Quickly now, the world awakens, yawning into the dawn.  A cardinal flutes in salute to the sun, adding to the crows’ staccato calls like novice oboe players. The chickadees flit overhead in the birch tree, jabbering like teenagers. Honking geese are somewhere out over the ice, while a downy woodpecker trills a nasal ‘thwank-thwank’.  And the ice booms on, the bass rumbling accompaniment as yet more voices join the song.

Then a car rushes past, spoiling the music. Someone headed to work, I suppose, listening to the radio, oblivious to the music the sunrise has wrought in this icy paradise. And I smile to think of the thousands of mornings I too hurtled half-awake through the dawn to work. Though I always was, and still am thankful for that work, how joyful it is now to slow down and pay attention to the beauty orchestrated by God in nature. It is gratitude as deep and wide as the mystery behind the dawn.

Thank you for listening along with me.

~J.A.P. Walton

adventure, Affirmation, Cancer, canoeing, Creator, death, God, Hardiness, Hope, Life's Storms, Outdoor Adventures, Peace, Perseverence, Prayer, Religion, Risk Taking, Sea Canoe, Uncategorized, Water, wilderness

All Things ARE Possible with God

At the recent Quiet Water Symposium, QWS  we were thrilled when Hugh was recognized with the Verlen Kruger Award for his years of encouraging others to take up their paddles, and for his ongoing volunteer work on water quality issues in his county. In the nominator’s words, “Hugh believes in the power of water to challenge, teach, and heal.”

At the event, one of Verlen’s original Sea Wind canoes was on display, with the ever present Scripture, “ All things are possible with God,” Verlen’s favorite verse from the Bible.[1]

When you launch out into the current of life with God, anything, even all things are possible right there in the middle of your life, your sickness, your challenges, even your death-God prevails.

Verlen took his faith across 100,000 miles of paddling not just in Michigan, but from the Arctic Circle to Cape Horn, up the Colorado River through the Grand Canyon, from Montreal to the Bering Sea, and many more. He was an inspiration in vision, perseverance, courage and faith. And he was humble enough to admit his mistakes. For more about Verlen, click here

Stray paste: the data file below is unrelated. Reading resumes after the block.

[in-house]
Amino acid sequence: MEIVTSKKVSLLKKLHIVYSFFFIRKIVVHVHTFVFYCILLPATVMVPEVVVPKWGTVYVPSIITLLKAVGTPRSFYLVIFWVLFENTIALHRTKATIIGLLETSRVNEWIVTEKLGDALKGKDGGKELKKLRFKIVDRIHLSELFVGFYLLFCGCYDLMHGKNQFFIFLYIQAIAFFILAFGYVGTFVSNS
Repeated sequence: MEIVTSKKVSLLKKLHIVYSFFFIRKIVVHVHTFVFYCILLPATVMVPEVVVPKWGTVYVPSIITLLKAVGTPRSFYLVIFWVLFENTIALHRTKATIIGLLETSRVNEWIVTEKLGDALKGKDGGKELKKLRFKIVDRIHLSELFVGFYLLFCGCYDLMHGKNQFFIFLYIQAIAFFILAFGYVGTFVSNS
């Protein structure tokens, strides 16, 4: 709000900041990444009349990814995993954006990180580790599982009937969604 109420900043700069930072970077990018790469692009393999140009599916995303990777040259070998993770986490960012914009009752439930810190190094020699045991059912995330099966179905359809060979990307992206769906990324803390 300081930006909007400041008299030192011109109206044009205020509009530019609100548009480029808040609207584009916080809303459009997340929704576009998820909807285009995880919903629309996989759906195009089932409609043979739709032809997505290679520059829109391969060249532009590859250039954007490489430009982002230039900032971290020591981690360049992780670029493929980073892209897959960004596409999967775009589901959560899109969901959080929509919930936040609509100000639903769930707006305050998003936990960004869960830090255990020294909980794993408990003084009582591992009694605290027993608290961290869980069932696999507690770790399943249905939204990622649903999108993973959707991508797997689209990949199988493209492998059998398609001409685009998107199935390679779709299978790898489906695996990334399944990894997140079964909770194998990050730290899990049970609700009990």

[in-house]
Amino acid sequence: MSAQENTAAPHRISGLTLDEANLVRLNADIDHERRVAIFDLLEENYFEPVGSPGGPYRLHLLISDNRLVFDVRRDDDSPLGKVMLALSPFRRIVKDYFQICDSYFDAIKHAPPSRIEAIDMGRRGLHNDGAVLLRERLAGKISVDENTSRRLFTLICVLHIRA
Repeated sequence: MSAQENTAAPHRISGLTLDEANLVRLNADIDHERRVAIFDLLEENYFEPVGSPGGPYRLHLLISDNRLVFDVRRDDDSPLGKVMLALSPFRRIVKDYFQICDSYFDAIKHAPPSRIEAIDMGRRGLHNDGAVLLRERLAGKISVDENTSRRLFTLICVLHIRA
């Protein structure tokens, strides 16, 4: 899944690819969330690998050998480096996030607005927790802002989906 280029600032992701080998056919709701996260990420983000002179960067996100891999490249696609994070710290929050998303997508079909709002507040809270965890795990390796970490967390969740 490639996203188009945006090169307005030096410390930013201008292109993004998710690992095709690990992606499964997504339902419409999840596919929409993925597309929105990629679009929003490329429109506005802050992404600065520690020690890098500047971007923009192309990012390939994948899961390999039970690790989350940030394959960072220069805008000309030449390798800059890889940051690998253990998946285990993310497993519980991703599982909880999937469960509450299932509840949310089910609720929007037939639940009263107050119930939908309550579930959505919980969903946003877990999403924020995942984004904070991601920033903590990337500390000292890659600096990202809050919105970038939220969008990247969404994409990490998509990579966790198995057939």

In receiving the award, Hugh spoke about having to move home to Michigan after his leukemia diagnosis, and his desire to fully explore the Great Lakes by canoe. To do so, especially given his illness, he would need a canoe that could take on “big water.” Verlen’s sea-tested design was reputed to be the toughest canoe ever made. In 1999, Hugh visited Verlen and ordered what would become Sea Wind #125.

When the canoe was ready, Mark went with Hugh to pick it up and meet Verlen, who consulted with them about their upcoming trip to the Apostle Islands. When Verlen found out that Mark was taking a family canoe, he insisted that they take one of his old Sea Winds.  When Mark returned the borrowed canoe, he immediately ordered his own Sea Wind. That was the beginning of the Walton brothers’ Kruger Expeditions, and a blossoming friendship with the man behind these boats.

What neither of them knew was that Verlen himself was living with cancer at the time.  Shortly before he died in 2004, he told his biographer, “I’ll fight this thing as long as I’m able, but if God wants me now, I’m ready.”[2]

Hugh had the same philosophy over the ten years of treatments he endured before the curative bone marrow transplant. In those years, he paddled in spite of the fatigue, in spite of the drug-induced flu-like symptoms, and in the face of long odds.  A day didn’t pass that he wasn’t grateful for life, and for the opportunity to paddle with his brother, unwavering in his own belief that all things are possible with God.

~J.A.P. Walton

[1]See accompanying photo of the bow of Sea Wind #3

[2]Phil Peterson. All Things are Possible:  The Verlen Kruger Story. 2006. p.284.